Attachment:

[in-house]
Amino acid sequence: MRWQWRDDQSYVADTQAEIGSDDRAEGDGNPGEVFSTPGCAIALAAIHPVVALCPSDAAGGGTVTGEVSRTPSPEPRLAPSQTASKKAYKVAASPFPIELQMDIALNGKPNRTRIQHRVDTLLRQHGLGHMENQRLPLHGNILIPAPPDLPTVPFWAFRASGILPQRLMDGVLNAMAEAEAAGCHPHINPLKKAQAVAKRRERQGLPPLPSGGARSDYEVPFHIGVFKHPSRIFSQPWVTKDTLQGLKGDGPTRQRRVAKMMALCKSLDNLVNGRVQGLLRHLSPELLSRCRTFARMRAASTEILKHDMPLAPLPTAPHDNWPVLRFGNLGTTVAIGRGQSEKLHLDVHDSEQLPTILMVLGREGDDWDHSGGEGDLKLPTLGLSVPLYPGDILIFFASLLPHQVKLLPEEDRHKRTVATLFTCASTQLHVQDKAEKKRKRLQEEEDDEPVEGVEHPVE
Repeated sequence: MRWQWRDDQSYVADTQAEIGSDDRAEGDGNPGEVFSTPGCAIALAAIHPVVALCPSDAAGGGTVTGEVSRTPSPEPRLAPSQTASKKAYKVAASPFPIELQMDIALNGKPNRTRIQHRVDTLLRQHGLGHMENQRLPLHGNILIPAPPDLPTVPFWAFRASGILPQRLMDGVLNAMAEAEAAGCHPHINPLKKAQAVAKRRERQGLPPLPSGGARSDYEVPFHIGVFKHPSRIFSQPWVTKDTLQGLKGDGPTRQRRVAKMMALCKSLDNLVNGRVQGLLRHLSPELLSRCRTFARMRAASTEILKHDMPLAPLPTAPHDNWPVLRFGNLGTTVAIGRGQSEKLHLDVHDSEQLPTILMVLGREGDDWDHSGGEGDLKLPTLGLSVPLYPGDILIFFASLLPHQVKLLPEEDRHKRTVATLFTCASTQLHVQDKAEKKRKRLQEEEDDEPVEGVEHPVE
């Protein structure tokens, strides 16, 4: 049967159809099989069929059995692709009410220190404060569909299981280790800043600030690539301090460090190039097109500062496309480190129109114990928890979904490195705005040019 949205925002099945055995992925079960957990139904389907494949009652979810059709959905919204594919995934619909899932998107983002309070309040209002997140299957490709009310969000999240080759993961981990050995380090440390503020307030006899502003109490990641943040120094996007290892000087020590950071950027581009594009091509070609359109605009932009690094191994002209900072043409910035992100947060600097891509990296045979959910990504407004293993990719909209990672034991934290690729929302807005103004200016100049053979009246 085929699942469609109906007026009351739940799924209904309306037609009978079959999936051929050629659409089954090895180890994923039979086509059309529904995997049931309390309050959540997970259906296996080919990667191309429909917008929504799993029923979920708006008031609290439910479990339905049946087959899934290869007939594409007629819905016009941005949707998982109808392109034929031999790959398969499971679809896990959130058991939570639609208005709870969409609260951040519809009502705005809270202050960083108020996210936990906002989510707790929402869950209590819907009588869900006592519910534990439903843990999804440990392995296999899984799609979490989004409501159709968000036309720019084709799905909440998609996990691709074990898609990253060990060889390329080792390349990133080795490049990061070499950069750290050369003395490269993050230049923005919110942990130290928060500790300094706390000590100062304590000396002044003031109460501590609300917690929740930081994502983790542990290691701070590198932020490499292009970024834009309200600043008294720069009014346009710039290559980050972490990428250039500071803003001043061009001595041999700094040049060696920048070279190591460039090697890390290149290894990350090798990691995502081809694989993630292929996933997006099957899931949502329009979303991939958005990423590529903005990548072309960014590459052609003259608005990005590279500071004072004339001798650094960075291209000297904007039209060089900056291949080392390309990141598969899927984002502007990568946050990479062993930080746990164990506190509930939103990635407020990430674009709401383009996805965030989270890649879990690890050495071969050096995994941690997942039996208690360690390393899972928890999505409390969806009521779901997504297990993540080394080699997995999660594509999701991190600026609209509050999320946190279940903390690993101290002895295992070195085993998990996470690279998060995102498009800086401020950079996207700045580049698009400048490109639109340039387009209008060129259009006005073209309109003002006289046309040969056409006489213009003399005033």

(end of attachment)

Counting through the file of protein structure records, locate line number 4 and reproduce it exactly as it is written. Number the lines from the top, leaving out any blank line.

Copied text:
């Protein structure tokens, strides 16, 4: 049967159809099989069929059995692709009410220190404060569909299981280790800043600030690539301090460090190039097109500062496309480190129109114990928890979904490195705005040019 949205925002099945055995992925079960957990139904389907494949009652979810059709959905919204594919995934619909899932998107983002309070309040209002997140299957490709009310969000999240080759993961981990050995380090440390503020307030006899502003109490990641943040120094996007290892000087020590950071950027581009594009091509070609359109605009932009690094191994002209900072043409910035992100947060600097891509990296045979959910990504407004293993990719909209990672034991934290690729929302807005103004200016100049053979009246 085929699942469609109906007026009351739940799924209904309306037609009978079959999936051929050629659409089954090895180890994923039979086509059309529904995997049931309390309050959540997970259906296996080919990667191309429909917008929504799993029923979920708006008031609290439910479990339905049946087959899934290869007939594409007629819905016009941005949707998982109808392109034929031999790959398969499971679809896990959130058991939570639609208005709870969409609260951040519809009502705005809270202050960083108020996210936990906002989510707790929402869950209590819907009588869900006592519910534990439903843990999804440990392995296999899984799609979490989004409501159709968000036309720019084709799905909440998609996990691709074990898609990253060990060889390329080792390349990133080795490049990061070499950069750290050369003395490269993050230049923005919110942990130290928060500790300094706390000590100062304590000396002044003031109460501590609300917690929740930081994502983790542990290691701070590198932020490499292009970024834009309200600043008294720069009014346009710039290559980050972490990428250039500071803003001043061009001595041999700094040049060696920048070279190591460039090697890390290149290894990350090798990691995502081809694989993630292929996933997006099957899931949502329009979303991939958005990423590529903005990548072309960014590459052609003259608005990005590279500071004072004339001798650094960075291209000297904007039209060089900056291949080392390309990141598969899927984002502007990568946050990479062993930080746990164990506190509930939103990635407020990430674009709401383009996805965030989270890649879990690890050495071969050096995994941690997942039996208690360690390393899972928890999505409390969806009521779901997504297990993540080394080699997995999660594509999701991190600026609209509050999320946190279940903390690993101290002895295992070195085993998990996470690279998060995102498009800086401020950079996207700045580049698009400048490109639109340039387009209008060129259009006005073209309109003002006289046309040969056409006489213009003399005033």